Defined contribution plan fees and fee disclosure have been of significant interest to Congress, regulatory agencies and potential litigants alike in the past year. Beginning in late 2006, several class action lawsuits involving 401(k) fee disclosure disputes were filed claiming breaches of fiduciary duty under ERISA for, among other things, excessive fees and the failure to fully disclose fees charged to 401(k) plans. In addition, three bills are currently pending in Congress, two in the House of Representatives and one in the Senate, to address perceived defined contribution plan fee and conflict of interest issues. At the same time, DOL has been working on a number of regulatory projects aimed at enhancing service provider and plan sponsor fee disclosure. These include modifications to the service provider fee reporting on Schedule C to the Form 5500, which was published in final form on November 16, and a pending project to enhance the information plan administrators must send to participants and beneficiaries of a participant-directed individual account plan. The newly-proposed service provider disclosure regulation, the result of another of DOL’s fee disclosure projects, is designed to make compliance with the section 408(b)(2) statutory exemption contingent upon the satisfaction of several new requirements.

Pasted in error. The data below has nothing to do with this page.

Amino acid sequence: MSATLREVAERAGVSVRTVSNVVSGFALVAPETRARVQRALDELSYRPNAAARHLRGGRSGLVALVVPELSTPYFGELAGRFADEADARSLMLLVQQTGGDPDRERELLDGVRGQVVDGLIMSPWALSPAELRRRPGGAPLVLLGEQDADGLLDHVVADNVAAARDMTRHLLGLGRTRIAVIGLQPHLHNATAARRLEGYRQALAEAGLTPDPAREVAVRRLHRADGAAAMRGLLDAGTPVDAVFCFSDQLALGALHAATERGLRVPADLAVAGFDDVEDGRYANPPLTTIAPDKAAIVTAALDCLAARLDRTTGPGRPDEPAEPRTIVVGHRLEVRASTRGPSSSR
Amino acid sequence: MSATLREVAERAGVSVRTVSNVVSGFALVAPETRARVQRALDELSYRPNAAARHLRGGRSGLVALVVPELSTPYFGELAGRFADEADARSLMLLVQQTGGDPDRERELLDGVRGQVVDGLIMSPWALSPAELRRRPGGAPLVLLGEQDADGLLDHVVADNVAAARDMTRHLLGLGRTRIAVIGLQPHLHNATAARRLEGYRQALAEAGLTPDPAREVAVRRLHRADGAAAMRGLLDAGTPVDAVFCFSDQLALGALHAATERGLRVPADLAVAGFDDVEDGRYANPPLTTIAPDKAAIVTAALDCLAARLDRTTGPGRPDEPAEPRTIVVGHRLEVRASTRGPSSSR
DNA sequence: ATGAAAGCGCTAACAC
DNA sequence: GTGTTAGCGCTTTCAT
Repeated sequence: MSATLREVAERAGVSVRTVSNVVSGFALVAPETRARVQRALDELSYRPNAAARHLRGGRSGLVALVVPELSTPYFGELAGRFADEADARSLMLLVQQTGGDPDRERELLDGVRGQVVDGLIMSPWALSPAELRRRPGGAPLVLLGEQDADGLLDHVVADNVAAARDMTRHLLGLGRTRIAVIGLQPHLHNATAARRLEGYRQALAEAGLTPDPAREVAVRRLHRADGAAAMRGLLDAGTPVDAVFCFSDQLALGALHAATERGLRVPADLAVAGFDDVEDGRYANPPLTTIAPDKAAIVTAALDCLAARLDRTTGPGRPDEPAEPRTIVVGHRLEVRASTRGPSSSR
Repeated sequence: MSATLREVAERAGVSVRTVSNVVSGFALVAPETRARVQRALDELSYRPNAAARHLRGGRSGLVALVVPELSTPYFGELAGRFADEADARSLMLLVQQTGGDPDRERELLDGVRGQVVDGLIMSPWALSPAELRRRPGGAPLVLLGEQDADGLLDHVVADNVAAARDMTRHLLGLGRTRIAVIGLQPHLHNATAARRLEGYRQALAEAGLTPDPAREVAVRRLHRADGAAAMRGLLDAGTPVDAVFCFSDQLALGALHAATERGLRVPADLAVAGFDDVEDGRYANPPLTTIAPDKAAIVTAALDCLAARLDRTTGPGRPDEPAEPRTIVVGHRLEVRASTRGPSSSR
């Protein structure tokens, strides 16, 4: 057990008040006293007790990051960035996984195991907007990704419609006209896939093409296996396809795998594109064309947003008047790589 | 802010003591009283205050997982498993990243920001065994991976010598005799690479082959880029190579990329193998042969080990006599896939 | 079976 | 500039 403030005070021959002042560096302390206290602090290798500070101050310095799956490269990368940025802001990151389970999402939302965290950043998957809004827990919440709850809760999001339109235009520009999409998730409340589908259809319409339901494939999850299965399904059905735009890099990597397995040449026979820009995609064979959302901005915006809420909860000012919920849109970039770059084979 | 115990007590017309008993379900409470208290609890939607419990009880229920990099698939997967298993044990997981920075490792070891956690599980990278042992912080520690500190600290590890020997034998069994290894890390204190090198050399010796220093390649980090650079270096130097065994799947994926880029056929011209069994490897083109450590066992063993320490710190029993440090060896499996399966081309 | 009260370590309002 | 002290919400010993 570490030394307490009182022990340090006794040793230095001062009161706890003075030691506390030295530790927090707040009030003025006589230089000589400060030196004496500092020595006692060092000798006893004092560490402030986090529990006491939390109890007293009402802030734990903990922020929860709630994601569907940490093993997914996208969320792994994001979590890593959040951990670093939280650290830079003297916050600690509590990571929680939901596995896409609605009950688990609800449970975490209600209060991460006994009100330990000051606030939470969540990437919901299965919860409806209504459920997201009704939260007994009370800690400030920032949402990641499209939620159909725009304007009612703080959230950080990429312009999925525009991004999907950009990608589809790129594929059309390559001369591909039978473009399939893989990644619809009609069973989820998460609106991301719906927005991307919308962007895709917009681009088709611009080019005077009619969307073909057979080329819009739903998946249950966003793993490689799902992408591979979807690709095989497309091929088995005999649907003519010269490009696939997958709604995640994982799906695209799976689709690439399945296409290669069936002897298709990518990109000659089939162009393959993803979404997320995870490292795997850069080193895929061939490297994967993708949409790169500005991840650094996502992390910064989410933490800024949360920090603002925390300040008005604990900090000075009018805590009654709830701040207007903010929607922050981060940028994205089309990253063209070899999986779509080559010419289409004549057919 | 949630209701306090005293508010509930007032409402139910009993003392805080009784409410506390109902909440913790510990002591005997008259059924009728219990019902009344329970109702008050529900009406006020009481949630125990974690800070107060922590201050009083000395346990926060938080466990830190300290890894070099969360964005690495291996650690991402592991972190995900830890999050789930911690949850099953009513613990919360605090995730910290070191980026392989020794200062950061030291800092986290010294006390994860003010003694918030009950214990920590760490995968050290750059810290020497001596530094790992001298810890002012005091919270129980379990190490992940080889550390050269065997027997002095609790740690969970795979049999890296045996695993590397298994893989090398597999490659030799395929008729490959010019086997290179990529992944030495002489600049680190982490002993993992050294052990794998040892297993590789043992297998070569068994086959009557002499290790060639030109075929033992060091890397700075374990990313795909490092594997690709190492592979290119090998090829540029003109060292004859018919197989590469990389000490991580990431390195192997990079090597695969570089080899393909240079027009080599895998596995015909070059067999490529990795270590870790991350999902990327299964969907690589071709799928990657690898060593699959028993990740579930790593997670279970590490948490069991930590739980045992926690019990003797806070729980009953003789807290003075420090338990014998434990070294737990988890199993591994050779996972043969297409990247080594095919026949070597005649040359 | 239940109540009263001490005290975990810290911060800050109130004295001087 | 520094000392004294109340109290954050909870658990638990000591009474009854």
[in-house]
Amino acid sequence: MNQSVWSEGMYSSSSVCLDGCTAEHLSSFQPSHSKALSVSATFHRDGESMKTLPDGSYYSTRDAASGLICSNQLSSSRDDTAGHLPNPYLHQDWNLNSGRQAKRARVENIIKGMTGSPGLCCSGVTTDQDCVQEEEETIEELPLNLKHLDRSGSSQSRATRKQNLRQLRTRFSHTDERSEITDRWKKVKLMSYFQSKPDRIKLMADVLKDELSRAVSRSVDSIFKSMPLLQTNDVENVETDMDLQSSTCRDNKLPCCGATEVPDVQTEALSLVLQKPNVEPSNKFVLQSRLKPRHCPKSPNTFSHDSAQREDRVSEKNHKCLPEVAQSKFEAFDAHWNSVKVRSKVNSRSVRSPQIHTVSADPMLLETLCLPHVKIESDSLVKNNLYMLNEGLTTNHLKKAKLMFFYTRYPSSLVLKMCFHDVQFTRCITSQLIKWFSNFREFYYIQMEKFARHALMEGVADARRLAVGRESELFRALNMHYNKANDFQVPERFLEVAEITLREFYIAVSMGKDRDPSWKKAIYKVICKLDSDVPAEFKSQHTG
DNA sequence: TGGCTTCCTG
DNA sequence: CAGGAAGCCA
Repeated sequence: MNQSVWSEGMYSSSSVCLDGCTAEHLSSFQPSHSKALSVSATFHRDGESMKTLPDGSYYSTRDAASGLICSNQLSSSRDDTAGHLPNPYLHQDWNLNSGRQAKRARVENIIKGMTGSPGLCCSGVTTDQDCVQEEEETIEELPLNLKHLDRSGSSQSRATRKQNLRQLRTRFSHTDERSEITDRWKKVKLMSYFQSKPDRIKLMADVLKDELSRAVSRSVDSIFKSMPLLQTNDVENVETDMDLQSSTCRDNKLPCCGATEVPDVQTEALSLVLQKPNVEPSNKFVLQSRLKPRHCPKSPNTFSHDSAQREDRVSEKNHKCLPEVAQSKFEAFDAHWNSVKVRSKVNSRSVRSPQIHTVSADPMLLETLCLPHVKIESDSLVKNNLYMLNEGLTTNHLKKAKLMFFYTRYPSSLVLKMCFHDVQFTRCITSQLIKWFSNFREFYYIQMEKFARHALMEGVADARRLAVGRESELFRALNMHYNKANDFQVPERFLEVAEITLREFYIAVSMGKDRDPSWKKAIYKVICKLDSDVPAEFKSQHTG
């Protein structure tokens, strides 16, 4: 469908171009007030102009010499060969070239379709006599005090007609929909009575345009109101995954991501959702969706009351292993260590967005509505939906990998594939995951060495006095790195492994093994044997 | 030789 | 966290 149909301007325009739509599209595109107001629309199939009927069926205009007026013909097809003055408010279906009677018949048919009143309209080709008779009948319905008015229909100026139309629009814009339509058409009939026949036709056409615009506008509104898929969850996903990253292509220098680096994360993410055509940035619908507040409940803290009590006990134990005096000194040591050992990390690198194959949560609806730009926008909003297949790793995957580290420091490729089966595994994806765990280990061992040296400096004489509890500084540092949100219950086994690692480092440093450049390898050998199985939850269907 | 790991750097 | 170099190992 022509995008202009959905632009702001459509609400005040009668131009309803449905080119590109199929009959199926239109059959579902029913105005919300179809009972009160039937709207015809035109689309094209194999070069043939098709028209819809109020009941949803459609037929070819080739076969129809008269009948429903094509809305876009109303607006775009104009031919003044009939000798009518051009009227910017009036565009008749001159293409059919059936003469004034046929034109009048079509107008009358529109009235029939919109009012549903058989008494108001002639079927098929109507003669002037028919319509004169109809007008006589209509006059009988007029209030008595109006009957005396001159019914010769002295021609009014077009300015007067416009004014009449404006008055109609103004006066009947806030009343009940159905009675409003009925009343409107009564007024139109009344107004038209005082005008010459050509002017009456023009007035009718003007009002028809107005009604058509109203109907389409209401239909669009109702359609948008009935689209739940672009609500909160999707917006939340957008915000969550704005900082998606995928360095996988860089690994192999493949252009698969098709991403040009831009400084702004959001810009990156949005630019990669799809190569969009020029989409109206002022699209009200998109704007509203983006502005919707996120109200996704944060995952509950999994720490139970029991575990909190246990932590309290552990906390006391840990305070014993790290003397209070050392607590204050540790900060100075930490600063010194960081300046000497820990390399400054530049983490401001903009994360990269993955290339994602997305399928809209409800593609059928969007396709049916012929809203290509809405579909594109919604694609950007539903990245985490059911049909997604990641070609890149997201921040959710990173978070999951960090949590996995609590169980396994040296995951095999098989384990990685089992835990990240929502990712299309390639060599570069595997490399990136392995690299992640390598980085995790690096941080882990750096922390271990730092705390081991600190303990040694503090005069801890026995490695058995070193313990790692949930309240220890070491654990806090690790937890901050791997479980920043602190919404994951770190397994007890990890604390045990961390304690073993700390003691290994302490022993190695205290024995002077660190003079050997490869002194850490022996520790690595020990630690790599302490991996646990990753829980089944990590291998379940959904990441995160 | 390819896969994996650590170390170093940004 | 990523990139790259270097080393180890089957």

Section 406(a)(1)(C) of ERISA broadly prohibits the furnishing of goods, services, or facilities between a plan and a party in interest to the plan. As a party in interest is defined under ERISA to include service providers to a plan, service arrangements between plans and service providers would violate section 406(a)(1)(C) absent an exemption. Section 408(b)(2) of ERISA provides a statutory exemption to this prohibited transaction rule where a contractual arrangement between a plan and a party in interest is (1) “reasonable,” (2) necessary for the establishment or operation of the plan, and (3) for no more than reasonable compensation. On the requirement that the arrangement be “reasonable,” current regulations provide only that a fiduciary must be able to cancel the contract on “reasonably short notice” and without penalty. DOL has indicated in certain contexts that full disclosure regarding fees may be necessary for a service provider to avoid violating the prohibition against fiduciary self-dealing, and also has emphasized the need for plan fiduciaries to obtain sufficient information to make informed decisions in retaining and monitoring service providers. Nevertheless, under existing law, a service provider is not specifically required to supply any particular type of information to plan fiduciaries.